“When you step on the line, it’s about having the mindset of ‚I am prepared for anything.‘ Anything from here to the finish line, 26 miles, I might feel something I’ve never felt, I might encounter something I’ve never encountered before, but I’ve done everything I possibly can up until this point to prepare me for that. Just having that mindset. I will deal with anything.”
While others started to succumb, Rachel surged. She had heard Sean right – she was in 8th place. And by the time she got to the last mile, she was in 3rd.
“I had run a certain section of the course many times and that is the stretch from 15 to 23. That’s just the section of the course with the most hills, there’s some ups, some downs, it’s really important to train on that section. I think those are my favorite miles of the race, in particular, the top of Heartbreak Hill, mile 21, down to mile 23. That’s like the best stretch of the race.”
Running along familiar streets, Rachel was energized by the sight of cheering fans. In addition to Sean, she was cheered on by her BAA teammates and a group of her students. Running in a daze of exhaustion and excitement, she passed Shalane Flanagan – a multiple time Olympian who had won the New York City Marathon less than six months earlier – struggling to keep up her pace in the cold. But not long after passing Shalane, Rachel started fading as well.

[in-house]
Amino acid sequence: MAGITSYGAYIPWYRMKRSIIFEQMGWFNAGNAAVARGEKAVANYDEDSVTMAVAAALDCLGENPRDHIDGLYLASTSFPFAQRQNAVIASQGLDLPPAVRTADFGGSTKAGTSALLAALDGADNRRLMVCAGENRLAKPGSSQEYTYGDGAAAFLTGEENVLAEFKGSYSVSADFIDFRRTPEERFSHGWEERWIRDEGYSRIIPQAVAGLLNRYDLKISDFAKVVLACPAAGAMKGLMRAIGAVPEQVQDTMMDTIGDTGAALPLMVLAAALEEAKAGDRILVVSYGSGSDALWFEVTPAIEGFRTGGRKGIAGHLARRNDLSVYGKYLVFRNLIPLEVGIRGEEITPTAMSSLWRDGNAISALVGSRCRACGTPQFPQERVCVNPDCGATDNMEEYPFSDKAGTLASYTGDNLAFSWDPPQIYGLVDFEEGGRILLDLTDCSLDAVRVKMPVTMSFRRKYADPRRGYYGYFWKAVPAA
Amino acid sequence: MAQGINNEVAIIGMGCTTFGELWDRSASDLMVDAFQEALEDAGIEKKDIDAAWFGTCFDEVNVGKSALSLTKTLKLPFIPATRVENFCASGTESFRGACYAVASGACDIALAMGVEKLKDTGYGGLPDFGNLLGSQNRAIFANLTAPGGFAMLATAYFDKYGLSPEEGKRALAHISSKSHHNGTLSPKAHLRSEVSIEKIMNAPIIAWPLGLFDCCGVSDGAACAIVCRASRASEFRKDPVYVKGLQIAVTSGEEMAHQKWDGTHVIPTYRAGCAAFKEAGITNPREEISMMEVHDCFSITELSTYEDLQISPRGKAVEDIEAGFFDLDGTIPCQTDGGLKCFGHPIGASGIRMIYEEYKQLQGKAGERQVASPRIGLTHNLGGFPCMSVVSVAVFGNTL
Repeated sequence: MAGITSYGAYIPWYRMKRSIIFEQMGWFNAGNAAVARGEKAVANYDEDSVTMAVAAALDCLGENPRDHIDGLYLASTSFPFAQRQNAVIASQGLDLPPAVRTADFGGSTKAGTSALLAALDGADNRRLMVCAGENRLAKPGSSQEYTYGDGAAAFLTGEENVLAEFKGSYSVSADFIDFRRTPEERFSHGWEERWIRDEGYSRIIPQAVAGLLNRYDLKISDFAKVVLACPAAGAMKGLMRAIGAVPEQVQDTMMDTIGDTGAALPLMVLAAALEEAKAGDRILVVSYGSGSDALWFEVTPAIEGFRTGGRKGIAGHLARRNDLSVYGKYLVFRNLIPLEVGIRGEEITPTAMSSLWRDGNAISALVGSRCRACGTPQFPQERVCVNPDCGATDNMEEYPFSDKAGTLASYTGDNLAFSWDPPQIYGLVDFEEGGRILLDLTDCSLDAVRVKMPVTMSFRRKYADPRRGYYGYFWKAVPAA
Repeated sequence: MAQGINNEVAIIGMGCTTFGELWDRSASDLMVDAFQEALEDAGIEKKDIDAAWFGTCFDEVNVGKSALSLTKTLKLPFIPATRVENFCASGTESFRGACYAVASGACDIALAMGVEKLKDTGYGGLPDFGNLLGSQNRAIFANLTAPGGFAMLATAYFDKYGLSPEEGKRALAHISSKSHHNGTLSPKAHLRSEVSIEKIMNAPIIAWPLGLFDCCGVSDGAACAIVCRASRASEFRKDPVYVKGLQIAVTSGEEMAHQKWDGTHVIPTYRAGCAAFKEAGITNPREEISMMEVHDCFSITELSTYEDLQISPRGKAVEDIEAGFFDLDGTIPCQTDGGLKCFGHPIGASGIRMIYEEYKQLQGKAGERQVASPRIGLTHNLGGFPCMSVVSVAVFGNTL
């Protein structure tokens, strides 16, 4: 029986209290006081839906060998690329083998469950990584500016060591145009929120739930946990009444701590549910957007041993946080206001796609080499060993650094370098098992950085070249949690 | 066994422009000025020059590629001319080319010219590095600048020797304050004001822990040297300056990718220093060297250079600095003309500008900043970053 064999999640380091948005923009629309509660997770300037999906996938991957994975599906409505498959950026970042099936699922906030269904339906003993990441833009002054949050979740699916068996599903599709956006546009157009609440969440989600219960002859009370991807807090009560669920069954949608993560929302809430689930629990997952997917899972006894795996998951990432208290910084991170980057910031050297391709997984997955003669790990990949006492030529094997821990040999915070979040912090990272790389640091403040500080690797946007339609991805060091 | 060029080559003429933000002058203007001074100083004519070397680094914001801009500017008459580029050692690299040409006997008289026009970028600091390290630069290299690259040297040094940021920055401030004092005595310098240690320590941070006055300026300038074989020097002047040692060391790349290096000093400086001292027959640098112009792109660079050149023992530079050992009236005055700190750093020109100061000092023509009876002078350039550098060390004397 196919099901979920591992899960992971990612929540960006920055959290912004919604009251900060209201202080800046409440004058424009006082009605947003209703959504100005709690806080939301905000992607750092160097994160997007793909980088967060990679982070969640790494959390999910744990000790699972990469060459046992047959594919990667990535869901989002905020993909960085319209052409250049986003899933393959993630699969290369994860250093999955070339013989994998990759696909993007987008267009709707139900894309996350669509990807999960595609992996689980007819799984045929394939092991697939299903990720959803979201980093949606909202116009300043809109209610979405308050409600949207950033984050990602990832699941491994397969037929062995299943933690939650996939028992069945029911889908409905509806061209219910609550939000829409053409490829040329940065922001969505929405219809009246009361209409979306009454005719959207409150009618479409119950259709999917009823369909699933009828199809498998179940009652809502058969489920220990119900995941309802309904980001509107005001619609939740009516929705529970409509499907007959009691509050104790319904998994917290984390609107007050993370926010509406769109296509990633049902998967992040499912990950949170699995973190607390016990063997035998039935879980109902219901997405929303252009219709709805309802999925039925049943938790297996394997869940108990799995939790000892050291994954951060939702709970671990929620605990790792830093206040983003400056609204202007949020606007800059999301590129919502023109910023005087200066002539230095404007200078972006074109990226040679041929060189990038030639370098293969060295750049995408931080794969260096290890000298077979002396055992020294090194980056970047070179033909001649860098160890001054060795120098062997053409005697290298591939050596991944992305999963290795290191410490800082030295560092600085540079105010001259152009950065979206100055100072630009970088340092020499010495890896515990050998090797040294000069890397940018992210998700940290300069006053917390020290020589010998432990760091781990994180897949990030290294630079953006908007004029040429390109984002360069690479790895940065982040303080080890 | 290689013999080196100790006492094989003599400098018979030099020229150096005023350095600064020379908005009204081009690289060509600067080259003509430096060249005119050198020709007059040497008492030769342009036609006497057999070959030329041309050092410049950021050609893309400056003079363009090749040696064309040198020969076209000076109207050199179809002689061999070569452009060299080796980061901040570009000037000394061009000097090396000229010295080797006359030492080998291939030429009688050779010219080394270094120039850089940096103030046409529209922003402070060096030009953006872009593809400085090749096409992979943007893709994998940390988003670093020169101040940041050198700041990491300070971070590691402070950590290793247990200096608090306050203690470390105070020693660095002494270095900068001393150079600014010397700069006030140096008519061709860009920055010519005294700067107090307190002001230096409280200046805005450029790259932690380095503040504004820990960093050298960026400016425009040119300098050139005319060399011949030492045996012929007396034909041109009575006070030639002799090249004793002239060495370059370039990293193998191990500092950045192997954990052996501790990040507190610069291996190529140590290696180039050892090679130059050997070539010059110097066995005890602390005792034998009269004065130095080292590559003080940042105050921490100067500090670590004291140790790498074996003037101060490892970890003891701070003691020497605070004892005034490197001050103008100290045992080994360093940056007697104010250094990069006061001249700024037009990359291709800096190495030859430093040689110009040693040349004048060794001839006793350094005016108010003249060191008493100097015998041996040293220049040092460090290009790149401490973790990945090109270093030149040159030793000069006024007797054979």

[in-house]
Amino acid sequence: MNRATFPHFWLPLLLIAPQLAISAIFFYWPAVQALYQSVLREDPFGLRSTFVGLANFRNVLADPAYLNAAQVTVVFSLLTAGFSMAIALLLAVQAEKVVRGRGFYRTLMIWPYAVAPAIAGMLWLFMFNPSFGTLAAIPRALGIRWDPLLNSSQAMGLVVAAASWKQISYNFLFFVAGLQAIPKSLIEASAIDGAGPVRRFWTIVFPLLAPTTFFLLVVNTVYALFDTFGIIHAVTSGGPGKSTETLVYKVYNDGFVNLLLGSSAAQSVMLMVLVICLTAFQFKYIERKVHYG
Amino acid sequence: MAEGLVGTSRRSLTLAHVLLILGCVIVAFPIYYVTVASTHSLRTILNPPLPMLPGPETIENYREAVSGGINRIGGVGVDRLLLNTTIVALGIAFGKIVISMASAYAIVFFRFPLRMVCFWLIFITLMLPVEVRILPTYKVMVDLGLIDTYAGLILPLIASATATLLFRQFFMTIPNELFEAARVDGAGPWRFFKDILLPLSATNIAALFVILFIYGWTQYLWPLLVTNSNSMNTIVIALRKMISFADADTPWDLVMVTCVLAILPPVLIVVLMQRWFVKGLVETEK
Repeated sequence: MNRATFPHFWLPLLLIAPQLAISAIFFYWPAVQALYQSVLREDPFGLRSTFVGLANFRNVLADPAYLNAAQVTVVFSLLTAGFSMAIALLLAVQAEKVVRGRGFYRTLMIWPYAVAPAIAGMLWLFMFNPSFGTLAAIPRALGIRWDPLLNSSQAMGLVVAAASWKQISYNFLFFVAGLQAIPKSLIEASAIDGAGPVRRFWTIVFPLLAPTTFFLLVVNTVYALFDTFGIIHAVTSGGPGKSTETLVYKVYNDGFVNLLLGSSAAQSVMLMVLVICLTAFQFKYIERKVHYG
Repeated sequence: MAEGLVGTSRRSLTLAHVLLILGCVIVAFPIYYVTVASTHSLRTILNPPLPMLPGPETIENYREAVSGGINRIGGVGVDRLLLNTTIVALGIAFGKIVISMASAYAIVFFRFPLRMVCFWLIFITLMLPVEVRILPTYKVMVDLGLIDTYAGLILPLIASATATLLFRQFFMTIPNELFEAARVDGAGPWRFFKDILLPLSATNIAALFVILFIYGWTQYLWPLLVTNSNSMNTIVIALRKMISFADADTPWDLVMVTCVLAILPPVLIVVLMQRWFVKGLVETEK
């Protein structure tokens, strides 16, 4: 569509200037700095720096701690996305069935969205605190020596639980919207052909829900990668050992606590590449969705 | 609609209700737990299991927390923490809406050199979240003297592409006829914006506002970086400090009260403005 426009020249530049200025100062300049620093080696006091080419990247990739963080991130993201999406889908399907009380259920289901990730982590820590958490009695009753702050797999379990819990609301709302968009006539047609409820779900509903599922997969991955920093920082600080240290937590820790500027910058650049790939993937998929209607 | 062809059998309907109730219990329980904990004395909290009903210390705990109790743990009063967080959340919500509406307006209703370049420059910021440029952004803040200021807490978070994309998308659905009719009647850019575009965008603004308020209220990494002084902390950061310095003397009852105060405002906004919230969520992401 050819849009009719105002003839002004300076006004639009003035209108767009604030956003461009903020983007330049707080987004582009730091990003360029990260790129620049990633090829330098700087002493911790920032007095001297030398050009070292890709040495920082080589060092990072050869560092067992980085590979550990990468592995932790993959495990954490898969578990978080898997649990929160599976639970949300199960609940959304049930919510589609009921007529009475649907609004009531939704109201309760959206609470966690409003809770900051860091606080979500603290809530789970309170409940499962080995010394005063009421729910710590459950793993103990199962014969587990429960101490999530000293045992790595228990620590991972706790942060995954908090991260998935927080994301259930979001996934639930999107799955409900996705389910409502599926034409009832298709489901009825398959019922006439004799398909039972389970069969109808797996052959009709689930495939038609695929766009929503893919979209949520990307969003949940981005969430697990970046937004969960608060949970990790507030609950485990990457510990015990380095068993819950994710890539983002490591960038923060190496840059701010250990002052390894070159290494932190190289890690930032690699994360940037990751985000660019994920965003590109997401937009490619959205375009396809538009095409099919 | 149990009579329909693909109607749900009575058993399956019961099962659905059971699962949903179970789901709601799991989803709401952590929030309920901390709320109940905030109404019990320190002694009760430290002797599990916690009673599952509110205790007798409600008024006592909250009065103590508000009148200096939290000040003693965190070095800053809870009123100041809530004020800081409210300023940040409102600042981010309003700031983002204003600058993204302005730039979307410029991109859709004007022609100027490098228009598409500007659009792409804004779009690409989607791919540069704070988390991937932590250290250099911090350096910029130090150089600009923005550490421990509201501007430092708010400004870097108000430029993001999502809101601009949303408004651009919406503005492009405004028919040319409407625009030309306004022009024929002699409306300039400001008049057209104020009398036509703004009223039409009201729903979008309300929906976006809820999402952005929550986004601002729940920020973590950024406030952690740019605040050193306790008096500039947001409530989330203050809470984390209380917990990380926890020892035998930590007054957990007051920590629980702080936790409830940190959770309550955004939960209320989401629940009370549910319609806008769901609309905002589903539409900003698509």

“I don’t think I did enough visualization of miles 24 to 26, because it really wasn’t a section that I had run in training, and so during that stretch, particularly the last mile, I was passed by the eventual 3rd place finisher Krista DuChene.”
The last mile might have been where Rachel struggled the most, but it was also where she drew the most inspiration.
“That final stretch on Boylston is just filled with energy, with fans. That’s where the bombings took place in 2013. I remember the first time that I crossed the finish line after the bombings – just on a run – and that felt significant. Any time I run in that area near the finish line, there are daffodils on both sides. There’s just this… it just feels really emotional and special.”
In a time of 2:44:29, Rachel crossed that finish line in 4th place. It was a result beyond her biggest dreams and one that defied the expectations of what was possible for an amateur runner with a full-time job. The inhospitable weather made for conditions that uniquely favored locals, particularly gritty runners like Rachel. And the finish meant even more because of the unique spirit of the city of Boston that Rachel had come to know so well.
“Whether you’re in the race or not, it’s just this parade of human spirit. You have all sorts of people just dealing with all sorts of setbacks along the way. Someone might be dealing with an injury, or it could be a personal challenge, but despite whatever happened in that Boston winter or in that individual’s life or with your injury history, people still line up. And if they don’t line up because they can’t or because they’re not healthy, they’re still there. They show up and they cheer.”
Rachel will be showing up to Boston again in 2019. Even if she’s unlikely to repeat her top-10 finish, she’s still hopeful that the right weather will carry her to a PR. But whatever happens, she’ll be a grateful participant in that parade of human spirit.